Quarantine Day 10

What Took You So Long?

Yesterday evening, a fun Zoom with Tom, who was on the line to his car insurers to add us as additional drivers: our car now on semi-permanent loan to our friends Tom and Chitra. After his first attempt fell at the fence of not knowing any personal information about us (and why should he?), and since we can’t be in a room together, Zoom felt like an ideal solution. It was quite delightfully domestic, with me cooking a dal in between shouting dates of birth, mother’s names, number of cats owned etc. Also a glimpse of Chitra as she came through from her yoga practice on her way to the kitchen. Zoom has provided this window into people’s lives, as well as a continuity with work, yoga, Greek classes. What would the past year have been like without it? How was it for the old and/or technophobic? Or people without the resources to get the technology, or even the room to house it?

I digress. The outcome of the kitchen / insurance Zoom was an outstanding success. AL and I are both able to legally drive the Citroen. On the LEFT. On the LEFT. On the LEFT. I didn’t even have to produce my Greek driving licence. (Actually looks pretty much like the old UK one – pretty pink with a European flag in one corner, only inside the circle of yellow stars it says GR, not GB.)

In the course of our chat, Tom asked what was taking so long with our packing. We’ve been back 10 days and not a single box packed. Well, if you put it like that…. What have we been doing?

Al has finished his tracks for Universal – Life in the Sun. (Watch this space – I will link to them when they are officially released. ). I have dealt with various bits of paperwork, explored what’s in the loft, prepared around 20 meals, written 10 blogs, done one Greek lesson and tried to sustain my yoga practice. Also been through all books (except the boxes in the loft), and I am more than half way through sorting our clothes.

I have been trying to think about previous house moves. They have all been so different. London to Bristol was a DIY move using a transit van with a tail lift. I drove the van, Al drove our car to Bristol. Then he hurt his back and we had to hire a man without a van to help unload! We left shelves and a bed back in London, and we were living in a 1- bed flat, so not much to that one.

Moving out of my amazing place in Shepherd’s Bush in 1987 – also DIY with possessions dispersed to my parents and friends as I prepared to go out to Kiwi Star in Yugoslavia (the island of Krk, now in Croatia).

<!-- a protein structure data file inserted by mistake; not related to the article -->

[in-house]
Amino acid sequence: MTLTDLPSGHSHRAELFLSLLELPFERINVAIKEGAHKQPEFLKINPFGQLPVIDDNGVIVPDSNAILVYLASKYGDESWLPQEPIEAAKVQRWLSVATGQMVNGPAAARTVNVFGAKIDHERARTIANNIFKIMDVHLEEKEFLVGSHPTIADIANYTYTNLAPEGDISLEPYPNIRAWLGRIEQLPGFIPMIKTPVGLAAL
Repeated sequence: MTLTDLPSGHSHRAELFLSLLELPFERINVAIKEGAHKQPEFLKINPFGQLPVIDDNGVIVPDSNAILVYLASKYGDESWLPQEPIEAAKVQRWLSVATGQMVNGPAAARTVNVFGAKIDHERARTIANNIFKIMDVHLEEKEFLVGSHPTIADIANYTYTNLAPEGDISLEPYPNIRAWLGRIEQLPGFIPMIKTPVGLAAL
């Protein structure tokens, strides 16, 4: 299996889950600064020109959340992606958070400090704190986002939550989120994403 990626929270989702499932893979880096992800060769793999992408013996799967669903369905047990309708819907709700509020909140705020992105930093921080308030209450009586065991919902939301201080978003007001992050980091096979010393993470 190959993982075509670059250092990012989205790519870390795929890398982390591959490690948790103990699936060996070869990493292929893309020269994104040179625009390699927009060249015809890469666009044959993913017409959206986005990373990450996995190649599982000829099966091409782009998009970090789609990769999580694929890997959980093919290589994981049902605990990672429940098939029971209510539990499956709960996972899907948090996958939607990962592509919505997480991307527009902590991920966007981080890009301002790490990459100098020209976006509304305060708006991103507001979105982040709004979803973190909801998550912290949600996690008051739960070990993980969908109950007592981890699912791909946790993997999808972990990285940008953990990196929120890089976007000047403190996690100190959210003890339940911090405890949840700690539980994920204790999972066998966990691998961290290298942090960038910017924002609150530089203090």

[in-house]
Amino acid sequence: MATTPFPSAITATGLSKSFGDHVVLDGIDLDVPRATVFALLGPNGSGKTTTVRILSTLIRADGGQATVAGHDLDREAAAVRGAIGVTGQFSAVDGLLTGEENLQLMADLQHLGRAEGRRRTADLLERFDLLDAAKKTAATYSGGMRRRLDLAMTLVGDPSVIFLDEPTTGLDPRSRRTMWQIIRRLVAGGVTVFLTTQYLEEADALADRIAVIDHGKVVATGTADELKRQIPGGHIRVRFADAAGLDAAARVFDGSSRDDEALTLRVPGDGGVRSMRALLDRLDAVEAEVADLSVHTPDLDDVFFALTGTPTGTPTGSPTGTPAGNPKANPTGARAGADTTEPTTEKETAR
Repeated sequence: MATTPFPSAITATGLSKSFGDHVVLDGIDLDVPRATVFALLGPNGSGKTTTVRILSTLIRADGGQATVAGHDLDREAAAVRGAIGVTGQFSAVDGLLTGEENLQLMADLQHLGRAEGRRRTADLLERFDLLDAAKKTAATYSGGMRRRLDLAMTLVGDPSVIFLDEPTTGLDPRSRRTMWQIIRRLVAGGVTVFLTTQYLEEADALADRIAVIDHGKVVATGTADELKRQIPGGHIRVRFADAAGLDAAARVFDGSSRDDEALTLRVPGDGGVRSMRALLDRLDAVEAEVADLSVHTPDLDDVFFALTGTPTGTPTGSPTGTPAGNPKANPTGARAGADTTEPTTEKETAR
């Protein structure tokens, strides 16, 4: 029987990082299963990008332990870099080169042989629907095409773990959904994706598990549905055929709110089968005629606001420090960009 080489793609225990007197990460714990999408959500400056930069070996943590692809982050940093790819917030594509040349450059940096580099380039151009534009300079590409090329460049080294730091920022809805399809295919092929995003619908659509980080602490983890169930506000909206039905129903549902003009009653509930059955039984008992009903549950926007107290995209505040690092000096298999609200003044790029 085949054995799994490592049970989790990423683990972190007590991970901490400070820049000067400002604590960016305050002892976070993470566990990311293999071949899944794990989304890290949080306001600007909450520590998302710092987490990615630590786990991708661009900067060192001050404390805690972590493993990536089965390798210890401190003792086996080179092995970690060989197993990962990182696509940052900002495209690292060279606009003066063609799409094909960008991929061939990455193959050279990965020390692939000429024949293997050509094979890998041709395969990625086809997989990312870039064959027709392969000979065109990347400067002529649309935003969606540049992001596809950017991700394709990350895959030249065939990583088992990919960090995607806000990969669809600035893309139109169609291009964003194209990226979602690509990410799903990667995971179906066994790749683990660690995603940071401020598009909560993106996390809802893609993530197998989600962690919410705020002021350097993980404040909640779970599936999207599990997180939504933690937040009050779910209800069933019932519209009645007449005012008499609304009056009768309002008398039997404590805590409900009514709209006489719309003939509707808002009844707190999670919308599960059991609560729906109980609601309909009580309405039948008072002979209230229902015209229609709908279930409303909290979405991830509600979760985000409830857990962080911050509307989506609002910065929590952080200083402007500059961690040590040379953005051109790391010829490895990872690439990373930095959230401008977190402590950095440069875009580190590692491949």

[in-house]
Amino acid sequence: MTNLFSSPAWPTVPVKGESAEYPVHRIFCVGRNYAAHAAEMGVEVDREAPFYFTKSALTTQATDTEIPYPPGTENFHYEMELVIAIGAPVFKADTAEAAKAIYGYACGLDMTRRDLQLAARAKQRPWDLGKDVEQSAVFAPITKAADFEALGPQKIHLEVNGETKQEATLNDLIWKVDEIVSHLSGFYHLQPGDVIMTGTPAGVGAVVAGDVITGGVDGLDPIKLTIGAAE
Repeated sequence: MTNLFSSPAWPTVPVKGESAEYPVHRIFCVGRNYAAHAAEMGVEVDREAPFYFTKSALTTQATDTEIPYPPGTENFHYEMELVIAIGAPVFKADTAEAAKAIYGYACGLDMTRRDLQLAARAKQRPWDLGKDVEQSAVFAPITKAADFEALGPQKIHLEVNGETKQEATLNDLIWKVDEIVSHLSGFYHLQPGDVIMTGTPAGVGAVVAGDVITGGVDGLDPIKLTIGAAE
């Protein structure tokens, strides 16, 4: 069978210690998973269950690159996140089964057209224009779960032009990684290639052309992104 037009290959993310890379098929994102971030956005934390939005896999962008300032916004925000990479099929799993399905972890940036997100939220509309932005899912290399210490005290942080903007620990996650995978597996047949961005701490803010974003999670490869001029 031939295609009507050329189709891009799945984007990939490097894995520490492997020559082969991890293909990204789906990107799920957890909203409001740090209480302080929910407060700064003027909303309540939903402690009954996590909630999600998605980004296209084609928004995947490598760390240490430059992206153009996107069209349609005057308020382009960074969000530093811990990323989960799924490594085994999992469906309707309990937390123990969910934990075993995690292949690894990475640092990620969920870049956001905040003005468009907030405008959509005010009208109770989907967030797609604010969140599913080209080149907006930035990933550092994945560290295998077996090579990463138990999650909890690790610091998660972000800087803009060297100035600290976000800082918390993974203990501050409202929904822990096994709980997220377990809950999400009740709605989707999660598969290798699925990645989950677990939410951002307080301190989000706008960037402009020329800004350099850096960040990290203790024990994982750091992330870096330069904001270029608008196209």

This time it’s complex. We are not simply moving down the road into another house. And we are moving Al’s studio gear and a lot of musical instruments. Immediately the bulk of what we have will go into storage in Peterborough; we will take what we need for a temporary studio, yoga props etc. to Hereford, where we will stay in my cousin’s house for a couple of months. (She died in April, leaving me as co-executor, so some work to do there).

If we were just moving down the road, I guess we would just get the whole lot into boxes and ask Pickfords to cart it away to its new home. Isn’t that what people do? But this move is a whole big change, coloured by the experience of living for more than a year with out any of this stuff. So part of me just wants to walk out of the door and leave it all behind.

Add to this the general feeling of uncertainty which the pandemic has brought. Also the feeling that the world has been pushed over a threshold of overdue change, not knowing yet what those changes will be.

Stephanie Quirk

One of my wise yoga teachers is teaching on the theme of Grief this week. (It’s not all about strength and flexibility. Or maybe it is.) She talks about suffering loss, as we all have, putting us in a time when we can neither go back, nor forward into the future. We are suffering a mild version of grief mixed with anticipation.

On the Road Again

Covid-19: Day 10

No test results, even for Day 2. Checking #eurofins we discover that we are not the only ones. So we are now supposed to extend quarantine to 14 days.

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